Madrid

In many ways, Madrid is similar to many other international metropolises — it's Spain's largest city, has the largest population, is the capital and is the center for international business. But, before you jump to conclusions, hush … if you listen carefully, you can hear the gentle melodies of the Spanish guitar, the swish of a flamenco dancer's skirt, and the happy laughter from a midday meal infused with too many glasses of sangria. Yes, Madrid is for travelers interested in famous paintings and stunning architecture, but it's also, and maybe more so, for those looking for an unhurried good time.

San Sebastian

With all of its remarkable offerings, it's hard to believe that San Sebastian isn't as popular as neighboring Madrid or Barcelona. But this oceanfront resort town deserves the same regard reserved for Spain's most popular metropolises. San Sebastian's timeless beauty has a tendency to put travelers into a trance, that is, if its world-class culinary offerings don't take hostage of their taste buds first. The Basque Country lends a kind of cultural experience that deviates from what some might see as the norm in Spain. Here, flamenco and bullfighting aren't sought-after cultural activities in the same way that pintxo bar hopping is. And while siestas are still practiced and Spanish is still spoken, much of the city's residents are bilingual (San Sebastian has the highest number of Basque speakers in the Basque province) and opt to surf in their spare time.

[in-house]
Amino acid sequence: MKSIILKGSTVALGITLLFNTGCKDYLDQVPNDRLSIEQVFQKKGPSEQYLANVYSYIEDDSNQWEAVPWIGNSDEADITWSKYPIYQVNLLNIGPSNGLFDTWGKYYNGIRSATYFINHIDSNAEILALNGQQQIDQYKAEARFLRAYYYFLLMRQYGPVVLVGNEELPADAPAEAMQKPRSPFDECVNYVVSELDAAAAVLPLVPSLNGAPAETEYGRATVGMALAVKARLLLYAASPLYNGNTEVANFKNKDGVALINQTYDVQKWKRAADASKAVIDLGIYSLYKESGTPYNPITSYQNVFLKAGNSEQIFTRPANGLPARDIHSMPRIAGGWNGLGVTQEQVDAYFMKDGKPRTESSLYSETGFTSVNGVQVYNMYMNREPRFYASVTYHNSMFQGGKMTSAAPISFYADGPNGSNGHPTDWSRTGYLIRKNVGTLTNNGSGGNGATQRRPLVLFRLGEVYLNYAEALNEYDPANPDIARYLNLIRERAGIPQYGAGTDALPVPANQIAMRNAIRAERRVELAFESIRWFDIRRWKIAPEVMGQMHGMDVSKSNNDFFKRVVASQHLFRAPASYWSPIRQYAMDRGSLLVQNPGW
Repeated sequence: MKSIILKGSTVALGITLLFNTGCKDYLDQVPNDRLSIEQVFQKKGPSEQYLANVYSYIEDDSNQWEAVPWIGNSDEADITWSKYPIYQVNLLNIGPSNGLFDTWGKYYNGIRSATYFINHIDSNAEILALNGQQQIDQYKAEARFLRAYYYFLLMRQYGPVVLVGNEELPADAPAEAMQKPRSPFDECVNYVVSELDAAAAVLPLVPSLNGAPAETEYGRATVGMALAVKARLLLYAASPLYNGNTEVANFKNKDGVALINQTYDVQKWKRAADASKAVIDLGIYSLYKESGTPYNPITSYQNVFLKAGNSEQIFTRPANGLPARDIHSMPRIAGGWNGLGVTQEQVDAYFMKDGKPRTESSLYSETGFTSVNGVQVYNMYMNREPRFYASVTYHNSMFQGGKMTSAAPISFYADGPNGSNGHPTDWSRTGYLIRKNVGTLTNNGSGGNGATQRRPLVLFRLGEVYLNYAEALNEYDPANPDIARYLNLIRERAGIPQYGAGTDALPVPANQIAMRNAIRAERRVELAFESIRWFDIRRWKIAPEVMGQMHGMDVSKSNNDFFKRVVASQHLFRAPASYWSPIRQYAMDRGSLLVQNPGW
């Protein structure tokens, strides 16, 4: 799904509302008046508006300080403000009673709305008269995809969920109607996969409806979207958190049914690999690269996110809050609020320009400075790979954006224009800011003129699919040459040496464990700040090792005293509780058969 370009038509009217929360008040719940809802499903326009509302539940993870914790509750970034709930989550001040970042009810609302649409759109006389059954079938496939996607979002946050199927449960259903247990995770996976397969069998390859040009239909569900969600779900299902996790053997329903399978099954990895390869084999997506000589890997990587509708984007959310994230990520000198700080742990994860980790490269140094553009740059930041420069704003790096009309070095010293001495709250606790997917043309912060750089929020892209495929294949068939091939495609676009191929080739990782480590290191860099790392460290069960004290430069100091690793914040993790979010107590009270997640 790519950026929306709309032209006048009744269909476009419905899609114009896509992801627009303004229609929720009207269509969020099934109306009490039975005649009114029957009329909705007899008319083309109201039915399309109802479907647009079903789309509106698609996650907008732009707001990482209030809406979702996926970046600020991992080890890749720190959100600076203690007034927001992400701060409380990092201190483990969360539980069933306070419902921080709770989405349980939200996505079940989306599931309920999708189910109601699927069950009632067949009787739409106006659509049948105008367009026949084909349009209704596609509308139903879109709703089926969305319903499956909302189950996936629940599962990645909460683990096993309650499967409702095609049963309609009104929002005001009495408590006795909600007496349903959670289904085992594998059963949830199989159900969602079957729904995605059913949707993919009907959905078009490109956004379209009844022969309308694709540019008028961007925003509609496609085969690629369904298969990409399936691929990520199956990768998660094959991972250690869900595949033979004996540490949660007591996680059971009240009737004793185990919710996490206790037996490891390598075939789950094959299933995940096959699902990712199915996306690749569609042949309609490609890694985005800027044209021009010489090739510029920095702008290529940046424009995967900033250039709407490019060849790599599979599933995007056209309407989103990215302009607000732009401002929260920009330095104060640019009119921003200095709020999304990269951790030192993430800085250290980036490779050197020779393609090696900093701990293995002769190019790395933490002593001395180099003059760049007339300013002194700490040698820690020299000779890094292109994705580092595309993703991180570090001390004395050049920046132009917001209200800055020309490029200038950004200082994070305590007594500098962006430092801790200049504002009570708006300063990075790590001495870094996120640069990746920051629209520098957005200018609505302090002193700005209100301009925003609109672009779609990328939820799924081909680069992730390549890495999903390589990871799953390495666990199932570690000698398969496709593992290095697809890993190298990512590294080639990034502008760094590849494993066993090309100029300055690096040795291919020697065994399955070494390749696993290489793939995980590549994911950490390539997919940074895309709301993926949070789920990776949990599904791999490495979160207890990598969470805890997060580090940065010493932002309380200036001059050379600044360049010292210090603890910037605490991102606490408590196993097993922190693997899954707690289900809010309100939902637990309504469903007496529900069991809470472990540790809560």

Seville

The passion of a flamenco dancer, the dedication of a bullfighting matador and the laid-back indulgence of an afternoon siesta are not merely romanticized memories of a long-ago Spain. These cultural traditions are prominent aspects of life in Seville and throughout the country's southernmost Andalusia region. A city marked by Jewish, Islamic and Christian influences, Seville shows evidence of each religion's presence in its church facades, minarets and former ghettos. Travelers who appreciate a good dose of history between leisurely strolls along narrow streets and relaxed, drawn-out meals will swoon over Seville's centuries-old neighborhoods and cultural offerings.

Valencia

Valencia is as pleasing to the eyes as it is to the wallet. The green hues found in the Old Turía River Bed Gardens contrast the shimmering golden sand and sparkling cerulean waves of the beaches. And the color of its oranges is as rich as the taste. Those who say this Spanish coastal city lacks any sense of charm may have never walked under the citrus trees as they drop blossoms onto the cobblestone streets or listened to the hum of the Valencian dialect amidst the produce stands of the Mercado Central. Although it has spent years hiding in the shadows of larger cities, Valencia now offers a mixture of Madrid's history and Barcelona's contemporary atmosphere for a fraction of the cost.